Traditional leaders want land for initiation schools

A young man at an initiation school in Libode, outside Mthatha in the Eastern Cape. (Leon Sadiki, City Press, file)
A young man at an initiation school in Libode, outside Mthatha in the Eastern Cape. (Leon Sadiki, City Press, file)

Traditional leaders in Nelson Mandela Bay have called on the municipality to find new land for initiation schools, which they say are being crowded out by informal settlements and rubbish dumps.

The leaders said the ritual of ulwaluko (initiation) was under threat, GroundUp reports.

They added in the last two years, informal settlements have spread into the areas where they used to conduct the initiation process.

"It is no longer a safe environment to take our boys to. The tradition is fast losing its value because everything is happening in the public glare. We want our own land, as we are constantly being pushed away by people who are building shacks," said the chairman of traditional chiefs in Nelson Mandela Bay, chief Velile Mfunda.

He added the chiefs had approached the municipality on several occasions seeking land specifically demarcated for initiation schools, but the response had been nothing but empty promises. They also approached people occupying the land to tell them that they were affecting the future of their boys.

"Every Xhosa man is proud to go through the initiation process. It is not good that they are watched by other people, especially women, during the process. This is now happening because our schools have been occupied by informal settlements."

Mfunda said one of the places they used to take boys to was a bushy area near Kwamagxaki, which had been occupied by shack dwellers.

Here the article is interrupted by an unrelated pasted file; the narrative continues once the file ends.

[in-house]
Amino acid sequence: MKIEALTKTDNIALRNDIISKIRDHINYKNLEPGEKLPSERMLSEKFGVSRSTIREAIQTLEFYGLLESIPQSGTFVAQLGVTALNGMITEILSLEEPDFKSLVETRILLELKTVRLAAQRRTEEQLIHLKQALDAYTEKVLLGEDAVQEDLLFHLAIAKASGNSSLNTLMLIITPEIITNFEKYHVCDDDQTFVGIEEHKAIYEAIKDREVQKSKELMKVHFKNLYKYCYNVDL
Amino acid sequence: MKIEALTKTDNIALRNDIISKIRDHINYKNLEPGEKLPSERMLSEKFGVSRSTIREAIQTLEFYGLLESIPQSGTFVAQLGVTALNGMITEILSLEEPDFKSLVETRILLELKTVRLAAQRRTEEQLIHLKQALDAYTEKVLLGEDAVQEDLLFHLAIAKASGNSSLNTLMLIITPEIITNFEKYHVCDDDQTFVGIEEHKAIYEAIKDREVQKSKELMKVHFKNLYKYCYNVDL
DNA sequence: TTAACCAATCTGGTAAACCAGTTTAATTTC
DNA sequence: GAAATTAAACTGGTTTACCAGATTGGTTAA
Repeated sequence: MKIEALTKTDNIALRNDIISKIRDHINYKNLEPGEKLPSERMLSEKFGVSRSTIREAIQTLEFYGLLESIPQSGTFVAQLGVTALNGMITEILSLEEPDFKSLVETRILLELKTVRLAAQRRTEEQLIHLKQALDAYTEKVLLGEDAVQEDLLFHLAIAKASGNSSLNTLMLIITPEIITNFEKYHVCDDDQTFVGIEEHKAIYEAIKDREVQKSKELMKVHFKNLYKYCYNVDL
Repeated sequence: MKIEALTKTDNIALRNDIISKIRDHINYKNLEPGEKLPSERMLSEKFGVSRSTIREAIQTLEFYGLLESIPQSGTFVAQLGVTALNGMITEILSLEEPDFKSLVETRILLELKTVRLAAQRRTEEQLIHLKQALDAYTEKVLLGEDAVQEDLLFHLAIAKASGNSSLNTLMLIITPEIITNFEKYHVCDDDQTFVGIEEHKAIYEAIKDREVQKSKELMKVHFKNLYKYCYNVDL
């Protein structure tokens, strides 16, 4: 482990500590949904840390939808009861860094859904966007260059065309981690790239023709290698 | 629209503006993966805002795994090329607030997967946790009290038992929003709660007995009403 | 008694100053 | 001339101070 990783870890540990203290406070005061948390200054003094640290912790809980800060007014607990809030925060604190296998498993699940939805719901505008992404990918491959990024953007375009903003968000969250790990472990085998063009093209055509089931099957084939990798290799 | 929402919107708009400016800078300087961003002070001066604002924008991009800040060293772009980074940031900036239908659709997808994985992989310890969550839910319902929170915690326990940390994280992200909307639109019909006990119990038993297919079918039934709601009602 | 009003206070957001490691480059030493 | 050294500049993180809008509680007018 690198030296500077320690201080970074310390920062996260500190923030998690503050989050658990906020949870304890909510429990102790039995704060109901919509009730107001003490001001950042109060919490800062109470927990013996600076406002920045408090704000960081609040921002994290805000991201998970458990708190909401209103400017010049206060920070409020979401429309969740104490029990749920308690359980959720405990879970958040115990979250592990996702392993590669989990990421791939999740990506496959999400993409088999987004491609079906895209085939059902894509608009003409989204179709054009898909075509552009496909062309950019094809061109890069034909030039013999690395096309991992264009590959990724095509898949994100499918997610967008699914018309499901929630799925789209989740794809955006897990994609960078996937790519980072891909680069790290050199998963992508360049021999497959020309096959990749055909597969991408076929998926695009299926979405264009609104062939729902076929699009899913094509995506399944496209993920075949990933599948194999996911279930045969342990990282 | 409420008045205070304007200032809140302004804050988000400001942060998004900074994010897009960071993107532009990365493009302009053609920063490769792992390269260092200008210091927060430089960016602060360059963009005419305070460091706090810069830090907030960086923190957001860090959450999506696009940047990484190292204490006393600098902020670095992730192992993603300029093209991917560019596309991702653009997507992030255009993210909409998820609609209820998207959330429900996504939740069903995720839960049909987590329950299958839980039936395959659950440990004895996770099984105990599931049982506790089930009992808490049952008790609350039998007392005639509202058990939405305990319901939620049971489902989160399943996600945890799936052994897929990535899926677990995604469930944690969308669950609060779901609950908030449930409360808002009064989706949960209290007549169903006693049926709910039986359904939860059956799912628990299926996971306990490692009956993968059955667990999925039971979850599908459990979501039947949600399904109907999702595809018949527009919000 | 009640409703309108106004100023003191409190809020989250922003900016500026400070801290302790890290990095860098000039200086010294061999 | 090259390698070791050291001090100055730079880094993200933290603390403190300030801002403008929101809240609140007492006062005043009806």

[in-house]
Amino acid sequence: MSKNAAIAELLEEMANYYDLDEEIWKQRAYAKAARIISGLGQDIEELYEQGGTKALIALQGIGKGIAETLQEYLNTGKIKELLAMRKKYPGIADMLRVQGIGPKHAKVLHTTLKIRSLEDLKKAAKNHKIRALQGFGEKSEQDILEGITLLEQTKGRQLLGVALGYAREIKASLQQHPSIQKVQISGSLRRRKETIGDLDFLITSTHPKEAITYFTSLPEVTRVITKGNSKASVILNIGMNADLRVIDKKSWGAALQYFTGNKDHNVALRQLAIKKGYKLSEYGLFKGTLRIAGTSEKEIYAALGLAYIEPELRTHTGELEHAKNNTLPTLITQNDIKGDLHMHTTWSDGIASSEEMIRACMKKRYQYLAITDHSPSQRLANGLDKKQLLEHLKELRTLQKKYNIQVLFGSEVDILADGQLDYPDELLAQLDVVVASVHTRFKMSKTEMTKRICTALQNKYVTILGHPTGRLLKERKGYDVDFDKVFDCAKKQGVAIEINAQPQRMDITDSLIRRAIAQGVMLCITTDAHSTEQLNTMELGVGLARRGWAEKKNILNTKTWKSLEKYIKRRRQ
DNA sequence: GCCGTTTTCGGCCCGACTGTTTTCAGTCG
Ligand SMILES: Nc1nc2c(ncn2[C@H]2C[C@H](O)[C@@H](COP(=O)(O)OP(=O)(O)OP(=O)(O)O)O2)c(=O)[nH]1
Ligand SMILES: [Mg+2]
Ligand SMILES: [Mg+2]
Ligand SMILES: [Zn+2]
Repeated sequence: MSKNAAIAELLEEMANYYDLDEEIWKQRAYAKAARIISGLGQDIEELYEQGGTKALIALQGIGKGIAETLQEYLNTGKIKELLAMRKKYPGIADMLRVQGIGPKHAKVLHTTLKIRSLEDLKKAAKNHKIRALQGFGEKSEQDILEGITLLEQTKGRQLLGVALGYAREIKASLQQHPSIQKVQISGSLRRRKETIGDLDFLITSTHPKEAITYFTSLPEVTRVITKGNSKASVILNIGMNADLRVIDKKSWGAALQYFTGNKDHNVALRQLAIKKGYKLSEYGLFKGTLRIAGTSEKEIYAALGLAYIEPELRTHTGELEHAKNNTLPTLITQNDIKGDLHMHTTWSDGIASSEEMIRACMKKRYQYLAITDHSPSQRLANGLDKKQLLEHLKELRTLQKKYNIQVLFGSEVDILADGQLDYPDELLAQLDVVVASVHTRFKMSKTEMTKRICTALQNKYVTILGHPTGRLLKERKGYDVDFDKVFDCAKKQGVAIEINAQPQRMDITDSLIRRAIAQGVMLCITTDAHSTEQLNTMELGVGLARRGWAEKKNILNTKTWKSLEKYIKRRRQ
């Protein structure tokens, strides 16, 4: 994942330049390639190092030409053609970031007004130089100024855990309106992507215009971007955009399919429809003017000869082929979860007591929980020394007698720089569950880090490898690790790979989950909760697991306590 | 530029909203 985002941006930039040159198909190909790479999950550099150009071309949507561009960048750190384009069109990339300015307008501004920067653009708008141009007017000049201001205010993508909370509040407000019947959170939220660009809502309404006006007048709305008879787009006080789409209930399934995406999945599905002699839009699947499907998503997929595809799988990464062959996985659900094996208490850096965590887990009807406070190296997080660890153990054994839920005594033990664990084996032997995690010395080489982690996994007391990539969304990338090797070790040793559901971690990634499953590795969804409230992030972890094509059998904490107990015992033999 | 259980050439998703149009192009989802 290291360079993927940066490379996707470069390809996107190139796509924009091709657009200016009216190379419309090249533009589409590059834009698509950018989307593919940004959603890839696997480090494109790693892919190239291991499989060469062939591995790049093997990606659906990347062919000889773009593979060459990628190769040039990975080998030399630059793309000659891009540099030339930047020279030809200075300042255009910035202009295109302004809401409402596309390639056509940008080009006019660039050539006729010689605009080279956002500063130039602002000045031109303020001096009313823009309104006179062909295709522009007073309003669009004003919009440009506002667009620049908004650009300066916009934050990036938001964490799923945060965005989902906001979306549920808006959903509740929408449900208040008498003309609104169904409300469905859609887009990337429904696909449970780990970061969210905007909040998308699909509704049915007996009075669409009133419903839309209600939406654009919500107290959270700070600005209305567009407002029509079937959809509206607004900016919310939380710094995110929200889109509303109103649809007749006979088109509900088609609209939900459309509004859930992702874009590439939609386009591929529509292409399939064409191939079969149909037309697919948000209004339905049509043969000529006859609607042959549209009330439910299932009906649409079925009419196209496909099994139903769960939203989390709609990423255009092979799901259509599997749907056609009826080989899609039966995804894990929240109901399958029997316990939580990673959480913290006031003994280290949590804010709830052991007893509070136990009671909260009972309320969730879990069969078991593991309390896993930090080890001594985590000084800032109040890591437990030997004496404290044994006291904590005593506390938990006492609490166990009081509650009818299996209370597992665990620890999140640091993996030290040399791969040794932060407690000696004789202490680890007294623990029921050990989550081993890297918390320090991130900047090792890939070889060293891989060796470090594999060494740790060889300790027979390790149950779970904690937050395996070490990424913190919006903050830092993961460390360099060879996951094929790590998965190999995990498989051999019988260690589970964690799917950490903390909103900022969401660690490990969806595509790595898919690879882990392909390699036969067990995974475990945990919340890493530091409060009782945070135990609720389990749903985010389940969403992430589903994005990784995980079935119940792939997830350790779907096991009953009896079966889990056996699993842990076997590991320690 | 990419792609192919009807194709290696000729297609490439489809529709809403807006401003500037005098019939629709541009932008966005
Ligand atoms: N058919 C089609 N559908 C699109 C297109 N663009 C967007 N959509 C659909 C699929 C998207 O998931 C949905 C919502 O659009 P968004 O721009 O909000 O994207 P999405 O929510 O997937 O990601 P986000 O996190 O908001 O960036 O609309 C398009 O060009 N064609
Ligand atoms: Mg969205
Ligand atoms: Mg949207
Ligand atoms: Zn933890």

Mongezi Hoyi, the secretary-general of the Kwazekwasa traditional male circumcision for amaXhosa of Nelson Mandela Bay, said people had occupied land in Shukushukuma, Motherwell, which had been used for circumcision.

"We used to take our boys to that area. We are now cornered as we don't have a safe place to go to. We identified three areas in the metro with the help of the municipality but the land was quickly occupied by cattle and goat herders. The municipality failed to remove them. We then occupied an adjacent plot but the animal farmers were hostile to us, saying our boys were stealing their pigs and goats," said Hoyi.

He added they also faced the challenge of people and companies dumping rubbish at some of the initiation schools.

"The municipality instructed us to take the registration numbers of the vehicles dumping in the bush. We have been doing that but the municipality is not arresting the culprits. The problem continues with companies dumping dead animals, meat, tyres and anything. The rubbish attracts mosquitoes."

Luxolo Namete, a spokesman for the Amahlubi, said the massive housing backlog in the municipality should not affect the culture of ulwaluko.

"Amahlubi have no problem with the informal settlements as we believe that there are thousands of hectares of land in Nelson Mandela Bay that are not being utilised. We would like the municipality to identify land for our boys to undergo the circumcision process," added Namete.

Mayoral spokesperson George Geleba said: "The municipality continues to encourage community leaders to approach us with proposals so that we can evaluate whether pieces of land are available."

He urged residents and businesses to report illegal dumping to the authorities.

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